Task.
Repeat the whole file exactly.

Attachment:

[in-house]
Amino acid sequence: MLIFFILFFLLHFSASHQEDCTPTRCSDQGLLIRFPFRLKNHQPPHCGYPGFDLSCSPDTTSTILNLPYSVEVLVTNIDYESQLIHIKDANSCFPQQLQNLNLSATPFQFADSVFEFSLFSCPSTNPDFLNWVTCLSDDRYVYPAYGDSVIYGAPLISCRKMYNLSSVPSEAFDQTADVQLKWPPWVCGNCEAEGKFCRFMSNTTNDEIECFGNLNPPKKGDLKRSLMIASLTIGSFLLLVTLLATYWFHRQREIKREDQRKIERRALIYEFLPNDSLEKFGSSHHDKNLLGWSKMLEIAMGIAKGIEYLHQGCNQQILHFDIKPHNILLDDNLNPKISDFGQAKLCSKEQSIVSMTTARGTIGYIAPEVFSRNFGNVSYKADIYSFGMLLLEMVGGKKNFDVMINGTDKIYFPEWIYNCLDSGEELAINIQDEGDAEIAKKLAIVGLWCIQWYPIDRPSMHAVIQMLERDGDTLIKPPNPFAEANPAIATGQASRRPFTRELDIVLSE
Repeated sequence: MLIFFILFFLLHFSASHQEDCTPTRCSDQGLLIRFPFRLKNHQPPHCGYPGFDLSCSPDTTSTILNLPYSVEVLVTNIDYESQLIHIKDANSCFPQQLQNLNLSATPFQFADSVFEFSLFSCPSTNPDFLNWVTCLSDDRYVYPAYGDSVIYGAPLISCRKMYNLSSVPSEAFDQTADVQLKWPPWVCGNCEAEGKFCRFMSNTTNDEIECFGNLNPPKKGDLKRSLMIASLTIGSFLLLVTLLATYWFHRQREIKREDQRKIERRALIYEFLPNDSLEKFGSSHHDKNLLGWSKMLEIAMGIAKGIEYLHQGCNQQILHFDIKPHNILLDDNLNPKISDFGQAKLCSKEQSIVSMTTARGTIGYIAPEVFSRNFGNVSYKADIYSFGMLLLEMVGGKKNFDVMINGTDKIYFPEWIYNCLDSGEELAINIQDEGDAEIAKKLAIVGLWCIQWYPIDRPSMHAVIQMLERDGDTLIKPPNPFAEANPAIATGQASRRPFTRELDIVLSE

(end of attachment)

[in-house]
Amino acid sequence: MLIFFILFFLLHFSASHQEDCTPTRCSDQGLLIRFPFRLKNHQPPHCGYPGFDLSCSPDTTSTILNLPYSVEVLVTNIDYESQLIHIKDANSCFPQQLQNLNLSATPFQFADSVFEFSLFSCPSTNPDFLNWVTCLSDDRYVYPAYGDSVIYGAPLISCRKMYNLSSVPSEAFDQTADVQLKWPPWVCGNCEAEGKFCRFMSNTTNDEIECFGNLNPPKKGDLKRSLMIASLTIGSFLLLVTLLATYWFHRQREIKREDQRKIERRALIYEFLPNDSLEKFGSSHHDKNLLGWSKMLEIAMGIAKGIEYLHQGCNQQILHFDIKPHNILLDDNLNPKISDFGQAKLCSKEQSIVSMTTARGTIGYIAPEVFSRNFGNVSYKADIYSFGMLLLEMVGGKKNFDVMINGTDKIYFPEWIYNCLDSGEELAINIQDEGDAEIAKKLAIVGLWCIQWYPIDRPSMHAVIQMLERDGDTLIKPPNPFAEANPAIATGQASRRPFTRELDIVLSE
Repeated sequence: MLIFFILFFLLHFSASHQEDCTPTRCSDQGLLIRFPFRLKNHQPPHCGYPGFDLSCSPDTTSTILNLPYSVEVLVTNIDYESQLIHIKDANSCFPQQLQNLNLSATPFQFADSVFEFSLFSCPSTNPDFLNWVTCLSDDRYVYPAYGDSVIYGAPLISCRKMYNLSSVPSEAFDQTADVQLKWPPWVCGNCEAEGKFCRFMSNTTNDEIECFGNLNPPKKGDLKRSLMIASLTIGSFLLLVTLLATYWFHRQREIKREDQRKIERRALIYEFLPNDSLEKFGSSHHDKNLLGWSKMLEIAMGIAKGIEYLHQGCNQQILHFDIKPHNILLDDNLNPKISDFGQAKLCSKEQSIVSMTTARGTIGYIAPEVFSRNFGNVSYKADIYSFGMLLLEMVGGKKNFDVMINGTDKIYFPEWIYNCLDSGEELAINIQDEGDAEIAKKLAIVGLWCIQWYPIDRPSMHAVIQMLERDGDTLIKPPNPFAEANPAIATGQASRRPFTRELDIVLSE